• How many prospects return our calls compared to our expectations or past successes.
  • How nice our hotel room is compared to our expectations, other available rooms, or what we think we deserve.
  • How much food we have compared to how hungry we are, what others have, or our subconscious desire to stuff our face. (eat blindfolded and be fed by someone else; you will have a deep appreciation for the quality and quantity of the food not matter what it is)
  • The type of work we do compared to what we think we want to do, what others are doing, what society says we should do, or what our families tell us they expect

And the list goes on and on.

Nearly every area of our life has subconscious beliefs and associated desires.  The issue arises when we subconsciously say to ourselves, “It shouldn’t be this way.”

…I should have more hair (in others words, I shouldn’t have as little hair as I do).
…I should weight less.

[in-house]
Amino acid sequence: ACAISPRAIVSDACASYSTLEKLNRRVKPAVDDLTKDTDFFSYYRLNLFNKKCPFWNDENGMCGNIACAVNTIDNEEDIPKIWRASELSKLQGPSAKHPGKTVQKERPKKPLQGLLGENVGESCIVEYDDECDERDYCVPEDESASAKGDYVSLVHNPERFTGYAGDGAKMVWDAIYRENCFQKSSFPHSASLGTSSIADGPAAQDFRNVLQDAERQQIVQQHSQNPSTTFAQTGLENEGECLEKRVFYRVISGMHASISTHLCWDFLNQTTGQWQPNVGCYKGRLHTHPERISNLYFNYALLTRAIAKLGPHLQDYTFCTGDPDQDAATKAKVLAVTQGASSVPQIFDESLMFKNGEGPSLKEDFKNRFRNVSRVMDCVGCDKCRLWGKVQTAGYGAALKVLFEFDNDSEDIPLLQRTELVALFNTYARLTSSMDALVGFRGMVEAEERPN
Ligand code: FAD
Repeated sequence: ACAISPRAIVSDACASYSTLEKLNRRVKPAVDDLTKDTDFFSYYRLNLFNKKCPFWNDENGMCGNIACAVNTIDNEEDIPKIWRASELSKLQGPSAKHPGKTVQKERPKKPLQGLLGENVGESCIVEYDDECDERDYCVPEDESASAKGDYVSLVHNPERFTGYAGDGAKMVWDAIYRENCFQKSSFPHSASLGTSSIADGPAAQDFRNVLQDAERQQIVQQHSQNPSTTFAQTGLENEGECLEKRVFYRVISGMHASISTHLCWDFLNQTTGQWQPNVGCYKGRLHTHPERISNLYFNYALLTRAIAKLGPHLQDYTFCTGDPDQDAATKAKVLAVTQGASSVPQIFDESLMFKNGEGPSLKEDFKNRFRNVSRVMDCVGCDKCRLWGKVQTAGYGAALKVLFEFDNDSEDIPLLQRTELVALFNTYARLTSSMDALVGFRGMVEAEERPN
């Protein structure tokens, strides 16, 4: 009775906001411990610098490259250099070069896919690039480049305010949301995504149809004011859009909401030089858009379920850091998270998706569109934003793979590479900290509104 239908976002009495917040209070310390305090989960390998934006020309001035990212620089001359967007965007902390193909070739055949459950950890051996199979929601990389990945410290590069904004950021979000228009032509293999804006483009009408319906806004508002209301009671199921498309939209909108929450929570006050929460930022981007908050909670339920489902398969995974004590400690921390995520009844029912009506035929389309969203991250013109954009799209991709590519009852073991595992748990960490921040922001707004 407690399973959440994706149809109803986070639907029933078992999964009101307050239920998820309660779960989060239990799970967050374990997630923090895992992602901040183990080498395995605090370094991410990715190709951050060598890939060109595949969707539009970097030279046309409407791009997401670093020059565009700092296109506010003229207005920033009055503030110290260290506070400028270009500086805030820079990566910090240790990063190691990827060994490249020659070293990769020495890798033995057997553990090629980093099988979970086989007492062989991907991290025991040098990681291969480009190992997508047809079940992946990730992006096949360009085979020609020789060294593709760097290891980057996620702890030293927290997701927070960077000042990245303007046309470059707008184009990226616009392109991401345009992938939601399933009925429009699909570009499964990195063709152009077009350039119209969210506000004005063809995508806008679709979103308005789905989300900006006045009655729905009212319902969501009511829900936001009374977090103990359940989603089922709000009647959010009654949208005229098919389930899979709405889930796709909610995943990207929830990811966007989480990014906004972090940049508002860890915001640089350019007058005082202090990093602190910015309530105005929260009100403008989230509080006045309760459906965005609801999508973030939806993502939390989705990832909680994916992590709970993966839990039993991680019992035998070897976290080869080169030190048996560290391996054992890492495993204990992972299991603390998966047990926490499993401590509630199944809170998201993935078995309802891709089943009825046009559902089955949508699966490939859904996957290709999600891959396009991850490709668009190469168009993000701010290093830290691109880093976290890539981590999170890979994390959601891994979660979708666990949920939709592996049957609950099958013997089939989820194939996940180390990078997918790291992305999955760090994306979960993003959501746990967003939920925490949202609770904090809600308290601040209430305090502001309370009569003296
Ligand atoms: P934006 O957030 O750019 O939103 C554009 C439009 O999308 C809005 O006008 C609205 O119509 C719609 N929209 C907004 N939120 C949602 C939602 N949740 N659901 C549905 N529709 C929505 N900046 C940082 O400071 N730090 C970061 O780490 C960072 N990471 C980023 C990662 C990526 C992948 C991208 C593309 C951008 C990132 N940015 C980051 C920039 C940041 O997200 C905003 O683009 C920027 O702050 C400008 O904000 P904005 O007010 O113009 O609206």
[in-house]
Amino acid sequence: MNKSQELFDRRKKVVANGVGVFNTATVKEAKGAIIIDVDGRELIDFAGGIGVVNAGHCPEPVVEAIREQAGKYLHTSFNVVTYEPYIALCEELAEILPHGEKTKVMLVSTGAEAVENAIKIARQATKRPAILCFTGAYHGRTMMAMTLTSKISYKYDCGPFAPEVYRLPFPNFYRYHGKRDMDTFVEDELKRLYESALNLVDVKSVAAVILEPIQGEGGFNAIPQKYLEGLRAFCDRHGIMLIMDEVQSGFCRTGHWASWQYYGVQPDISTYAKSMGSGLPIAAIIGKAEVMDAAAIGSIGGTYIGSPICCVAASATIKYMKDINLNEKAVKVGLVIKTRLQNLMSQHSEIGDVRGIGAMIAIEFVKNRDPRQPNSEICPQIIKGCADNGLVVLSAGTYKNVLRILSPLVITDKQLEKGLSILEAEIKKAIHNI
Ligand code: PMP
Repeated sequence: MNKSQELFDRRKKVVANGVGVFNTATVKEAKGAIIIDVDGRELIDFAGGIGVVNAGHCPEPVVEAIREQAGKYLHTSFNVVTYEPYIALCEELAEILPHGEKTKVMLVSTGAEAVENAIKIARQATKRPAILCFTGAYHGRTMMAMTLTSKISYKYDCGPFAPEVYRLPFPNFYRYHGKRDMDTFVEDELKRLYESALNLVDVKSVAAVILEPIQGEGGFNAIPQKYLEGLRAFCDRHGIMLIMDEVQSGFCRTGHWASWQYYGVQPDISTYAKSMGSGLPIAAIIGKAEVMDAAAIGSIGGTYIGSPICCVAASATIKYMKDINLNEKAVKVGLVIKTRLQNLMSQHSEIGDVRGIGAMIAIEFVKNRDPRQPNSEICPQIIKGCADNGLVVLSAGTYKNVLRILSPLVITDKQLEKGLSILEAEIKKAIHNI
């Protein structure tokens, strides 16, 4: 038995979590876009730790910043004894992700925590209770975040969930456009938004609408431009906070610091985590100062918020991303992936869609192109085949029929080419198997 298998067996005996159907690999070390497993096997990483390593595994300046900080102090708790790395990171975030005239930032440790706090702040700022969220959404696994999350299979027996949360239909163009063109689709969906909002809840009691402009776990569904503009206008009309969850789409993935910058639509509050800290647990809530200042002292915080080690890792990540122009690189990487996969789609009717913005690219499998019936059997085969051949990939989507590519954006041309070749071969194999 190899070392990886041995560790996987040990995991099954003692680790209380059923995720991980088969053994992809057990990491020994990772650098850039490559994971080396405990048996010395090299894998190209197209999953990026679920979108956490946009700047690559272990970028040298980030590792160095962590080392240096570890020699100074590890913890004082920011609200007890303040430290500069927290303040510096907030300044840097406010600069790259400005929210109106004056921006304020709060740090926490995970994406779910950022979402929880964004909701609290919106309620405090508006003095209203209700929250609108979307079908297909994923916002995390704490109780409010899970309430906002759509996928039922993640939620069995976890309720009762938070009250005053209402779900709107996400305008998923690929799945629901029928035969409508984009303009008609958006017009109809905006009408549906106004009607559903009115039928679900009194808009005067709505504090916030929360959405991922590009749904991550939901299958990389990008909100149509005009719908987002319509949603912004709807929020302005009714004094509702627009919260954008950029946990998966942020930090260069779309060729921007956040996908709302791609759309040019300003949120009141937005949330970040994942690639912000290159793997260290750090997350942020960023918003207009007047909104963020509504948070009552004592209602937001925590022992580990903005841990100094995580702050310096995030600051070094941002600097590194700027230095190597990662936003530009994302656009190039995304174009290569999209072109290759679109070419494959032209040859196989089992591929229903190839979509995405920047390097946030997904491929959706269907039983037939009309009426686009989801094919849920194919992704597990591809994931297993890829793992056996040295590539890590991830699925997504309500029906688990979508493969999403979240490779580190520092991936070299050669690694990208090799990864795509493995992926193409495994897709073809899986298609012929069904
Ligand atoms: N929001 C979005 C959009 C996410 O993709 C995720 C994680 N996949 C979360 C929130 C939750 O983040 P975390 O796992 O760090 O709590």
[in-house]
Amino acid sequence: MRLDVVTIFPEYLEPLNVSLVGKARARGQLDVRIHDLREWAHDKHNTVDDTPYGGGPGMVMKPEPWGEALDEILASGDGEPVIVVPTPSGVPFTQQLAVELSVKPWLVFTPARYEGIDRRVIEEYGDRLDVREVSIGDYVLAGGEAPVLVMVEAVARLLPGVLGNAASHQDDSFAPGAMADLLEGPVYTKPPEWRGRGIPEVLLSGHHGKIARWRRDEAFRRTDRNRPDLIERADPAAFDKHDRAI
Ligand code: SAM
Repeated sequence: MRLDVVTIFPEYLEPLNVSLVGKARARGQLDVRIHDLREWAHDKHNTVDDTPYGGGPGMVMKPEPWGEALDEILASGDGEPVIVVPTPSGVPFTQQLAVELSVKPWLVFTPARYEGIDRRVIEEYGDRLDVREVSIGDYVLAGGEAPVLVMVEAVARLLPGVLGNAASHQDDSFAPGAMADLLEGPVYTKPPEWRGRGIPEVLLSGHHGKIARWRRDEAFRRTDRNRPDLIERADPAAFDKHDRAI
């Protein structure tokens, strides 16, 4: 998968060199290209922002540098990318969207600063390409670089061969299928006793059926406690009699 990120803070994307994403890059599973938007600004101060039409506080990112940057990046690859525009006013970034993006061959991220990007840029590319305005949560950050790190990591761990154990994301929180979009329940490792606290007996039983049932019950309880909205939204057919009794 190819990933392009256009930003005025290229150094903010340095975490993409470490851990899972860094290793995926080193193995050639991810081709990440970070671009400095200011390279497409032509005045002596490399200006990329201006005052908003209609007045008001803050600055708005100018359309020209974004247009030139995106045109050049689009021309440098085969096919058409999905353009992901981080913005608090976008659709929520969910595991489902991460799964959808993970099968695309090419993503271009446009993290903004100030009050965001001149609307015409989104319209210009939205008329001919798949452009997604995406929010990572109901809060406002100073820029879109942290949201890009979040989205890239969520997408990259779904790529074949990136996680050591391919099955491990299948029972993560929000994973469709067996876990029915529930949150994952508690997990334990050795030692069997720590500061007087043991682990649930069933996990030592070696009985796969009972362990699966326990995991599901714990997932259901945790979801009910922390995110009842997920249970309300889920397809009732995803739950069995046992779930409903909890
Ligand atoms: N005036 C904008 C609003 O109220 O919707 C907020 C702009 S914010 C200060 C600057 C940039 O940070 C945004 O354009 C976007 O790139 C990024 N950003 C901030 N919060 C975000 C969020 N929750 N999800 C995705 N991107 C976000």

…I should make more money.
…I deserve to be treated better.
…I wish I had a different job.
…Why does everyone else have more than I do?

Some people have an “I” problem (thanks Terry Brock for that expression).

And some people want to save the world, and that causes dissatisfaction.

…We shouldn’t have war.
…We shouldn’t have poverty.
…Why can’t we all just get along?

Expectation is the source of dissatisfaction.

A Reflection of Perfection

Each year on New Year’s Eve, I choose a theme.  It is a one-word mantra that drives everything I do during the year.

The word for 2012 is “perfect.”  That is, everything is perfect by declaration rather than as defined by some arbitrary criteria.

I am absolutely convinced that anyone can, in any moment, consciously declare that everything is perfect.  It is exactly as it should be.  It can take conscious effort to have things feel perfect; it is not always easy.  But it is possible.  It is having a deep appreciation for what is rather than what we want.

Perfection is NOT positive thinking.  It is exactly the opposite.  Positive thinking is not about acknowledging what is in the moment.  Positive thinking is about replacing your true feelings with an artificial thought.